The exhibition features 19 projects, each designed to respond to the theme Transformation. Some explore a transformation through material or process, while others refer to movements of the body or changes in nature.
Among the most eye-catching pieces in the show are Nora Kielland's tulip sculptures, which she created using clay, plaster and chicken wire.
Marthine Spinnangr's highly textured earthenware chair takes its cues from dance movements, while Kaja Dahl and Njål Andreassen present an object that could be a seat or a table, made out of two pine tree stumps.
Norwegian design collective Fold Oslo produced a playful collection of hooks and handles, all made out of scrap material from the Linaker furniture workshop.
One of the collective's members, Anna Maria Øfstedal Eng, also contributed a hanging wooden sculpture featuring unique patterns in its grain.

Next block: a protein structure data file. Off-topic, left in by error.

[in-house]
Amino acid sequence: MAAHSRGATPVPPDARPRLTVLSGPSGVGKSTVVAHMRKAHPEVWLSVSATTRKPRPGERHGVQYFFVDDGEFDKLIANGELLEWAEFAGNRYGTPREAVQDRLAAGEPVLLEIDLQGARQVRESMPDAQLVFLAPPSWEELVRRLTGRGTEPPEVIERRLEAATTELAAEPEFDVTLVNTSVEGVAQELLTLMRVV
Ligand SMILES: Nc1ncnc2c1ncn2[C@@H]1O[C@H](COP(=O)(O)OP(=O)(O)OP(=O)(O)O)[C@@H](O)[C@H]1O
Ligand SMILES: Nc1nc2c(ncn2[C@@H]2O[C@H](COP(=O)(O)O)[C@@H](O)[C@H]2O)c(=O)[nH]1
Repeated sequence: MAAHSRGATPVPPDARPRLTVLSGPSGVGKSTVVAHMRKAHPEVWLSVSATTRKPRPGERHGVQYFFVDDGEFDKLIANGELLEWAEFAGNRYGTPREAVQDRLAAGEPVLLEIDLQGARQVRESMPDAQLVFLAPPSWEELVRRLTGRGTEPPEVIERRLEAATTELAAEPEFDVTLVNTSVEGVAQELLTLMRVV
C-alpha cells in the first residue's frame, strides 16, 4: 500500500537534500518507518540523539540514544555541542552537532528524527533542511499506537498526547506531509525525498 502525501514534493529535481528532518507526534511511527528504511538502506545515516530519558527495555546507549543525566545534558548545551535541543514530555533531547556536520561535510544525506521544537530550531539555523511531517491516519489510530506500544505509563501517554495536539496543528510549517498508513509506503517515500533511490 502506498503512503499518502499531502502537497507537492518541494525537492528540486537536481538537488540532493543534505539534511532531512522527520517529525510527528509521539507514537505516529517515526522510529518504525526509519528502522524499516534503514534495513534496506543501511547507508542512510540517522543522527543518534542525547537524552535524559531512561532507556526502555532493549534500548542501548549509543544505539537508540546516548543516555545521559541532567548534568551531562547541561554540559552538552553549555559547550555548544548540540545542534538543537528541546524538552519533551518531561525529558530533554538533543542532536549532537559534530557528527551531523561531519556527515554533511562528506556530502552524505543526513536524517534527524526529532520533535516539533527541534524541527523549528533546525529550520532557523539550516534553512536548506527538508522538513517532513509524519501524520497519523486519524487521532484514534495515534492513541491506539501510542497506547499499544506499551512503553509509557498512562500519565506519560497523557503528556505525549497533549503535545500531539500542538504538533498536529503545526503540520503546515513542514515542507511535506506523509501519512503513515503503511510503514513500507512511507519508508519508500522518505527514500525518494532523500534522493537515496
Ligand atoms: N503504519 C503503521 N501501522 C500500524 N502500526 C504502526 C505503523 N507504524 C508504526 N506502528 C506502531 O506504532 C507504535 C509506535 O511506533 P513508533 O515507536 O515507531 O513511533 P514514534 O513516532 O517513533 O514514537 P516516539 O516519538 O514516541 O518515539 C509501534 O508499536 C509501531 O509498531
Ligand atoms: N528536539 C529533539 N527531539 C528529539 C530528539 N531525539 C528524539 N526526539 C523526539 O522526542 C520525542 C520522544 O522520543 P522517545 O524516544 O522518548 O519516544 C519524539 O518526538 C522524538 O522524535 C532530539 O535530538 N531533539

It was made using sour birch, which is wood was harvested after it has fallen and was already under attack by fungus.
The only textile work in the show comes from Elisabeth Stray Pedersen, founder of fashion label ESP, who has turned fabric offcuts into multi-purpose garments. Her designs include a jacket that doubles as a blanket and a seat pad that can be used as a bag.
Exhibition curator Kirsten Visdal said the aim behind the theme Transformation was to tap into "political and societal shifts which undoubtedly affect how we express ourselves through aesthetics and function".
"There lies a risk in unsettling something deap-seated when we touch upon the ingrained, the safe and the traditional," she said.
"At the same time, transformation is a tool that lets us give tribute to cultural heritage, by creating new interpretations, new stories and new objects to carry on the tradition," she continued.
"This enables new identity and new safe spaces for future generations."
Håndverk+ is on show at Galleri Format Oslo from 22 September to 30 October 2022. See Dezeen Events Guide for an up-to-date list of architecture and design events taking place around the world.